Baxter Keller Baxter in the workshop

Baxter Keller

A veteran of the US Marine Corps’ Amphibious Reconnaissance (Marine Recon), Baxter Keller is a designer, inventor, and entrepreneur who is changing the world of guitars.

In 2013, while working to overcome depression and PTSD following his earlier service in Afghanistan, Baxter found himself working at a gunsmithing shop in Texas restoring black powder pistols from the civil war. The fine-detailed work was demanding. It required great manual dexterity from his hands, and strong intuition for design and physics from his mind. Baxter found it to be wonderfully therapeutic.

Before heading to Afghanistan in 2009, Baxter had bought an inexpensive travel guitar. He’d taught himself to play between missions. As time passed in Texas, he decided to again pick up the guitar, but couldn’t find an affordable one that he liked.

His boss suggested, “Why don’t you just build one?”

So he did.

Unknown to Baxter at the time, what began as a project to save himself some money was in fact the beginning of Volta Guitars.

Charlie Colin playing Baxter's Guitar Charlie Colin playing Baxter's Guitar

Guitar #1

Baxter taught himself every aspect of guitar-building. His first attempt yielded a guitar that many luthiers might consider their crowning achievement. While at a trade show in Las Vegas, Baxter was introduced to Charlie Colin, Grammy award-winning bassist for the band Train. It turned out Charlie wanted the same style guitar that Baxter was building, a small parlor guitar made of cedar and maple. Baxter ended up selling his very first guitar to Charlie later that year. Charlie was so impressed by the guitar’s sound and feel that he asked for another, and Baxter, sensing an opportunity, said "Yes!"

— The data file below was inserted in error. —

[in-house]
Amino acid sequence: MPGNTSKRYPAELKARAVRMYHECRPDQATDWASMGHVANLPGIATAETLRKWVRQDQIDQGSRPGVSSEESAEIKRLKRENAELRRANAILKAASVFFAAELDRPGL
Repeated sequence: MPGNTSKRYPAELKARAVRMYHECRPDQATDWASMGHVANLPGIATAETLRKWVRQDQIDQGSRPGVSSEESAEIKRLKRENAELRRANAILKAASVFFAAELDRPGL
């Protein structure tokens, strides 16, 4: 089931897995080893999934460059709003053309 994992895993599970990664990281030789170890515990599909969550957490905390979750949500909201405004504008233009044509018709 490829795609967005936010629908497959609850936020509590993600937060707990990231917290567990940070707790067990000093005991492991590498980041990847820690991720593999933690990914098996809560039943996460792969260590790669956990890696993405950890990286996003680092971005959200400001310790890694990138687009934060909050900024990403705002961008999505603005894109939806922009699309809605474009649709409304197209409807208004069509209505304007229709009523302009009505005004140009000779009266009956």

As Baxter worked, he discovered that the creative and complex technical challenges of building instruments, much like the work of restoring antique guns, provided him a workable coping strategy for his PTSD. He began envisioning a company that would employ veterans struggling with similar challenges and offer them the opportunity to benefit the way he had.

Hitting the Road

Over the next few years, Baxter worked various jobs as his vision for the company began to take shape. On a stint as a diving instructor in the Florida Keys, Baxter instructed a group of friends who work in the entertainment industry. They were so impressed with Baxter’s ability to simultaneously employ “big picture” and detail-oriented thinking that they asked him to come on the road with them.

As an LED Technician, Baxter built LED video walls, operated stage cameras, and extinguished backstage fires (both figurative and literal) to ensure that broadcast shows such as the Country Music Television Awards and the Bellator MMA Fights came off without a hitch. He also worked concerts for the likes of pop singer Katy Perry and opera singer Andrea Bocelli. Taking every opportunity to question guitar techs and backline personnel, Baxter got to learn the ins and outs of sound and light from some of the best people in the business. He also gained a keen understanding of what professional musicians found most challenging about their instruments.

Getting to Work

In response to the musicians’ needs, Baxter began experimenting with custom designs that allowed his instruments to overcome the limits of traditional designs. One such experiment culminated in an electric violin with controllable LEDs for Andrea Bocelli’s violinist, Caroline Campbell, who asked Baxter to design a violin that could light up at different points in her performance.
Caroline Campbell and her her LED violin
Caroline Campbell and her LED violin

All said, Baxter’s most significant achievement has been the development of prototype designs for a new breed of guitars that would address the most challenging problems facing the current generation of instruments.

Volta guitars in the workshop each with its signature dogtag Volta guitars with their signature dogtags

Launching a Business

Realizing that to carry out his ideas he needed to better understand manufacturing technologies, Baxter taught himself to use Computer Aided Design (CAD) systems. His new skills allowed him to implement several innovations for which he currently holds patents.

Finally, Baxter embarked on writing a business plan for his new company, Volta Guitars.

After a year of working and reworking his plan, Baxter’s vision is ready to become a reality. He’s actively seeking an investor who shares his passion for design, technology, and music, as well as his desire to do good in the world. Together, they will revolutionize the guitar industry, and provide servicemembers with the opportunity to transform any lingering effects of trauma into the most beautiful, technologically advanced guitars in the world.